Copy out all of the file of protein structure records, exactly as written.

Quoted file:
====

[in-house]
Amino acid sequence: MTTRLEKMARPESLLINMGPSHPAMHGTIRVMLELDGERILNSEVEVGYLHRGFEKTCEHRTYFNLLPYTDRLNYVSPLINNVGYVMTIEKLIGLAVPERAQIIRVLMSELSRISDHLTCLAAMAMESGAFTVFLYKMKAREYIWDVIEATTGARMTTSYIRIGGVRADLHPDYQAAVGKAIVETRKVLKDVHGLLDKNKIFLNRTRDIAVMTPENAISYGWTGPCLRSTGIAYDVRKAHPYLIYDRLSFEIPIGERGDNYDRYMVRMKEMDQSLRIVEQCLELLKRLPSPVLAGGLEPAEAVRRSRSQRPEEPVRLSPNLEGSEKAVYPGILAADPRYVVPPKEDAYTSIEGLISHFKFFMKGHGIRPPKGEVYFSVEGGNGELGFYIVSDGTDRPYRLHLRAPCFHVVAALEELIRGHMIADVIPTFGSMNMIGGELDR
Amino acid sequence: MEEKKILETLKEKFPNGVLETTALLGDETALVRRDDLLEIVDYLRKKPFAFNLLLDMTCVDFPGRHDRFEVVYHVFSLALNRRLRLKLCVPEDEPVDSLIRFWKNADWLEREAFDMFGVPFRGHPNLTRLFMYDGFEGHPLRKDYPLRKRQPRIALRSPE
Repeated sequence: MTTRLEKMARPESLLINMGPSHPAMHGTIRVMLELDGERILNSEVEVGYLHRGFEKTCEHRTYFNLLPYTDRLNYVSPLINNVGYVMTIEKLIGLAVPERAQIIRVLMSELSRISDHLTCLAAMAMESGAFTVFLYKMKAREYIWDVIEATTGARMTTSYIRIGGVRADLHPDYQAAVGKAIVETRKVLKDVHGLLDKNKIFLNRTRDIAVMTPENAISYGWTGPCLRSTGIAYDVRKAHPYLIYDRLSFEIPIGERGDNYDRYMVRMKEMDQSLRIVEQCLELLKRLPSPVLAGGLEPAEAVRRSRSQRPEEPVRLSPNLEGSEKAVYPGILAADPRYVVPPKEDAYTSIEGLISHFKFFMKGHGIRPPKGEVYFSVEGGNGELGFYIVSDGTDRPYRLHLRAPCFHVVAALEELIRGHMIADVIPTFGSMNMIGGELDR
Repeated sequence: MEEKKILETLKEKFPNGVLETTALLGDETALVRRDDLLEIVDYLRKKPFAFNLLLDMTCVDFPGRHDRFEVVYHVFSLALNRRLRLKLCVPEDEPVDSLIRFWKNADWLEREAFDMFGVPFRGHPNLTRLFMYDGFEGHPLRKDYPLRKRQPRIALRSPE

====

[in-house]
Amino acid sequence: MTTRLEKMARPESLLINMGPSHPAMHGTIRVMLELDGERILNSEVEVGYLHRGFEKTCEHRTYFNLLPYTDRLNYVSPLINNVGYVMTIEKLIGLAVPERAQIIRVLMSELSRISDHLTCLAAMAMESGAFTVFLYKMKAREYIWDVIEATTGARMTTSYIRIGGVRADLHPDYQAAVGKAIVETRKVLKDVHGLLDKNKIFLNRTRDIAVMTPENAISYGWTGPCLRSTGIAYDVRKAHPYLIYDRLSFEIPIGERGDNYDRYMVRMKEMDQSLRIVEQCLELLKRLPSPVLAGGLEPAEAVRRSRSQRPEEPVRLSPNLEGSEKAVYPGILAADPRYVVPPKEDAYTSIEGLISHFKFFMKGHGIRPPKGEVYFSVEGGNGELGFYIVSDGTDRPYRLHLRAPCFHVVAALEELIRGHMIADVIPTFGSMNMIGGELDR
Amino acid sequence: MEEKKILETLKEKFPNGVLETTALLGDETALVRRDDLLEIVDYLRKKPFAFNLLLDMTCVDFPGRHDRFEVVYHVFSLALNRRLRLKLCVPEDEPVDSLIRFWKNADWLEREAFDMFGVPFRGHPNLTRLFMYDGFEGHPLRKDYPLRKRQPRIALRSPE
Repeated sequence: MTTRLEKMARPESLLINMGPSHPAMHGTIRVMLELDGERILNSEVEVGYLHRGFEKTCEHRTYFNLLPYTDRLNYVSPLINNVGYVMTIEKLIGLAVPERAQIIRVLMSELSRISDHLTCLAAMAMESGAFTVFLYKMKAREYIWDVIEATTGARMTTSYIRIGGVRADLHPDYQAAVGKAIVETRKVLKDVHGLLDKNKIFLNRTRDIAVMTPENAISYGWTGPCLRSTGIAYDVRKAHPYLIYDRLSFEIPIGERGDNYDRYMVRMKEMDQSLRIVEQCLELLKRLPSPVLAGGLEPAEAVRRSRSQRPEEPVRLSPNLEGSEKAVYPGILAADPRYVVPPKEDAYTSIEGLISHFKFFMKGHGIRPPKGEVYFSVEGGNGELGFYIVSDGTDRPYRLHLRAPCFHVVAALEELIRGHMIADVIPTFGSMNMIGGELDR
Repeated sequence: MEEKKILETLKEKFPNGVLETTALLGDETALVRRDDLLEIVDYLRKKPFAFNLLLDMTCVDFPGRHDRFEVVYHVFSLALNRRLRLKLCVPEDEPVDSLIRFWKNADWLEREAFDMFGVPFRGHPNLTRLFMYDGFEGHPLRKDYPLRKRQPRIALRSPE